Sometimes I can’t get the globs of music out of my head fast enough. I worry that if I don’t, they’ll disappear, and a lot of them have.
I’ve been averaging one musical rendering a week during the current Music For Guitar & Synth phase I’m in. They brew much quicker than Iced Ink songs because I don’t have to reduce everything that I hear in my head into guitar, bass and drums. I have hundreds of different virtual instruments at my fingertips and dammit, I’m not afraid to use ’em! Usually an idee-er starts on a Thursday night and it’s done being baked into a full song by that Sunday night. Rinse, lather, repeat.
This past weekend was the first time I was working on (and completed) two toons simultaneously, Escape From The Baby Blue Datsun and this one, Flea Market With Alice and Claude. The hair on the sides of my head will soon have worn-in headphone bald spots. I looked in the mirror this morning and thought I’d screwed my hair up when I last cut it but just didn’t notice. A few seconds later I realized oh, duuuh. Those are just headphone ear cup dents from wearing them so much.
We received some news last week that my Grandma Alice wasn’t doing so well which is never easy news to hear as it is, but being 1,200 miles away turns the DUDE, THIS REALLY SUCKS dial from a 10 to a full-on Nigel Tufnel 11. (Thankfully she’s doing a lot better now and receiving excellent care – get well, Grams!)
After the initial news sank in I picked up my geetar and a 2 chord phrase (the one that the nasally synthesizer plays about 24 seconds into this tune) fell out of my digits. I fired up my recording program and Fishman TriplePlay guitar before the idea evaporated and dialed up a goofy sounding Oberheim synth setting to play it through to get it down on “tape”. I used that as the backbone and just kept on layering stuff on top of it. There’s so much crap in this it’s not even funny: Synths galore, a nice dreamy vibraphone, a church choir, people bustling about in the background (a salute to Art of Noise) and even fake 12, nylon, and steel string guitars. The guitars sound pretty crappy on their own, as do most of these sampled instruments, but when layered all together into a nice cheesy music lasagne they have a certain charm to them.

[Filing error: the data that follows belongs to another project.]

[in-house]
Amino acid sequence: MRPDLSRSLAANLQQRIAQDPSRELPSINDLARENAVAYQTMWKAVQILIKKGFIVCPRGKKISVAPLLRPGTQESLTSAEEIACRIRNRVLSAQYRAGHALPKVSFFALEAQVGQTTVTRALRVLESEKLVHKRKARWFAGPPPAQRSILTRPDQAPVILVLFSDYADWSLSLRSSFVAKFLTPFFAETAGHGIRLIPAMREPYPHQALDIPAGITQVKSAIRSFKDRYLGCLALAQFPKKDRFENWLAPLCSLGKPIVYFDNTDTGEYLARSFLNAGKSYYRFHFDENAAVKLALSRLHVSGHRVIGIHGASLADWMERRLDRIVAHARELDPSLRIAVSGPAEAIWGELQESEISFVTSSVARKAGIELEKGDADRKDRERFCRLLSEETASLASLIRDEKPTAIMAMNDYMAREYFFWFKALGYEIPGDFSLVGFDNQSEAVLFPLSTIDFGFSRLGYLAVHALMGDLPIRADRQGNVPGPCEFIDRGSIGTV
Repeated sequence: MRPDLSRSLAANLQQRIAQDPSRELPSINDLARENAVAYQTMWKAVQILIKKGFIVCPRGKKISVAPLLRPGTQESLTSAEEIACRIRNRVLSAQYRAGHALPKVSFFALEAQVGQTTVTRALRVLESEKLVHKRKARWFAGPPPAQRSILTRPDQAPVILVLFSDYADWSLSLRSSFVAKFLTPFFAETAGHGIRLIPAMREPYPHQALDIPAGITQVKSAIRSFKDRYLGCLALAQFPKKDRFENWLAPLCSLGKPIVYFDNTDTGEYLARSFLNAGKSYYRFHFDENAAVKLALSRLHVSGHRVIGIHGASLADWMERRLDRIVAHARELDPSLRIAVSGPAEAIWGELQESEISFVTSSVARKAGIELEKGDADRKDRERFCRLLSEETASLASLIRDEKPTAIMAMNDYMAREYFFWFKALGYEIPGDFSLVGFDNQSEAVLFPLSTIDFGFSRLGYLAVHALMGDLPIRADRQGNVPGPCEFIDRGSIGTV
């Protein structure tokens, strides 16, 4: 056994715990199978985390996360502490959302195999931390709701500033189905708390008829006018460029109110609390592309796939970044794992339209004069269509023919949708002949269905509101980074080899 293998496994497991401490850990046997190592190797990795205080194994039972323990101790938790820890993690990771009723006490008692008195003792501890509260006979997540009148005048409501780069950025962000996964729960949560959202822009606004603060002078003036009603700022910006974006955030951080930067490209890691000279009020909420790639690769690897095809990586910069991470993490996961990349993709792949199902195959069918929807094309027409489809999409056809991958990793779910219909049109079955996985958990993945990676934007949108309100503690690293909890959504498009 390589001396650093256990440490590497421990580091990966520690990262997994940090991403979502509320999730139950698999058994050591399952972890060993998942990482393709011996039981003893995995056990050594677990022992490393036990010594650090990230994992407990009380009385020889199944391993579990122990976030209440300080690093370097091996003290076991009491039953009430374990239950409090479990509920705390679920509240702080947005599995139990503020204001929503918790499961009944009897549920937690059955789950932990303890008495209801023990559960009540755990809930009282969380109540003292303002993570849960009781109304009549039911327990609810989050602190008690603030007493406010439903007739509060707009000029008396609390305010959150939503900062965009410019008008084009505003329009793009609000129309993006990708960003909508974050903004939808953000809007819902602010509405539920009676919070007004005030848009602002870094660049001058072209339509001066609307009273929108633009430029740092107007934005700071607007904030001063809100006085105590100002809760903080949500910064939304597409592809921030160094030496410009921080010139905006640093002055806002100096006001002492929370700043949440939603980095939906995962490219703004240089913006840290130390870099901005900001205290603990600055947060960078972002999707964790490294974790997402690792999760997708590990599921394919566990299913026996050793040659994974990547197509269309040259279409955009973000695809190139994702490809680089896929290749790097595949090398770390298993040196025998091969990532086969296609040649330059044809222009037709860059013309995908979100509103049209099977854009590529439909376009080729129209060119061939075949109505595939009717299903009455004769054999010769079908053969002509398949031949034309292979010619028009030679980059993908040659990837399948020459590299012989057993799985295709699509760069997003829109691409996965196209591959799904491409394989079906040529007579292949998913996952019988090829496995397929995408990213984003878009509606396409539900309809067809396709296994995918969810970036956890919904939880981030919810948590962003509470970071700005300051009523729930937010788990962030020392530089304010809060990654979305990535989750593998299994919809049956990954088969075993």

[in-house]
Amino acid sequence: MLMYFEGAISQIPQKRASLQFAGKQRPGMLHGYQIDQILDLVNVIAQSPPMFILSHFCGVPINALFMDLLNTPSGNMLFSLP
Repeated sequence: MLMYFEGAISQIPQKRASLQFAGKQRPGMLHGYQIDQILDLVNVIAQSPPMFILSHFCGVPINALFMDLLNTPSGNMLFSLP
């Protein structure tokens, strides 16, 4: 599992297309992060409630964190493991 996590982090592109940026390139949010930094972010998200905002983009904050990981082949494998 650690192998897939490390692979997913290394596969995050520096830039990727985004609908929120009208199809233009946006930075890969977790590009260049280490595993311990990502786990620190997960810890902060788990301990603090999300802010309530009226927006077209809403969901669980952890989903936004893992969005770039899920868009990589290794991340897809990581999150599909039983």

This one was particularly fatiguing on my brain and ears; I wanted it to sound massive and super creamy, like the audio equivalent of what pouring egg nog looks like. It turned into a whole lot of spirals of “this needs to be lower”, “that’s way too quiet” and so on. Like everything else it’s never really finished, but if I don’t cut myself off at some point I would never finish anything. That’s one of the huge reasons behind why I post songs on the internets, of course it’s really fun to Cher ’em with people, but it also forces me to accept the fact that they’re as done as they’re gonna get and it’s time to move on to the next thing.
On Saturday the whole layering/mixing process was wearing me out so I decided to cleanse the palate and start another tune that was the complete opposite of this one (the aforementioned rockin’ Blue Datsun). It turned out to be a great distraction. When I needed a break from one I’d close it out and work on the other.
Remaining true to the spirit of what these songs seem to have become, little synesthesia-induced aural time travels to my past, I tried to think of my earliest memory of my Grams, a woman who is easily the most peaceful and gentle person I’ve ever known and probably ever will know. I kept thinking about sitting in the back of what I think I remember being a yacht-sized white car that belonged to her husband (then-boyfriend) Claude. Claude was a really cool dude who always called Grandma “Al”. They took me to a flea market or craft fair of some sort. I remember it being in a massive echo-y structure (hence the beeg phat sound I wanted out of this song). It was just table after table of STUFF for what seemed like miles. I remember Claude was wearing a dark blue windbreaker and maroon trousers. Every time I see turquoise I think of that day. I have no idea where it was – it could have been at Park High, the high school I went to years later. Maybe the Grandstand building on the Minnesota State Fairgrounds? Beats the Hell adda me. I remember thinking Wow, I’m with Grandma and Claude.. this is so cool! What do I say to them? What if I see something I want? What if I see a KISS record? Will they buy it for me?
That’s alls I gots for that little snippet of time. I don’t remember if they bought me anything or any other details… but I do vividly remember being out of my element with Grandma and Claude, and how different and rad it felt.
I definitely let my inner Steve Vai out on this one (just without all of the fast notes). The little tinkly layers of fake 12 string guitars are a tribute to one of my favorite creamy 1970s songs, Bob Welch’s Sentimental Lady.
To quote the great Calhoun Tubbs, “Like to hear it? Here it go:”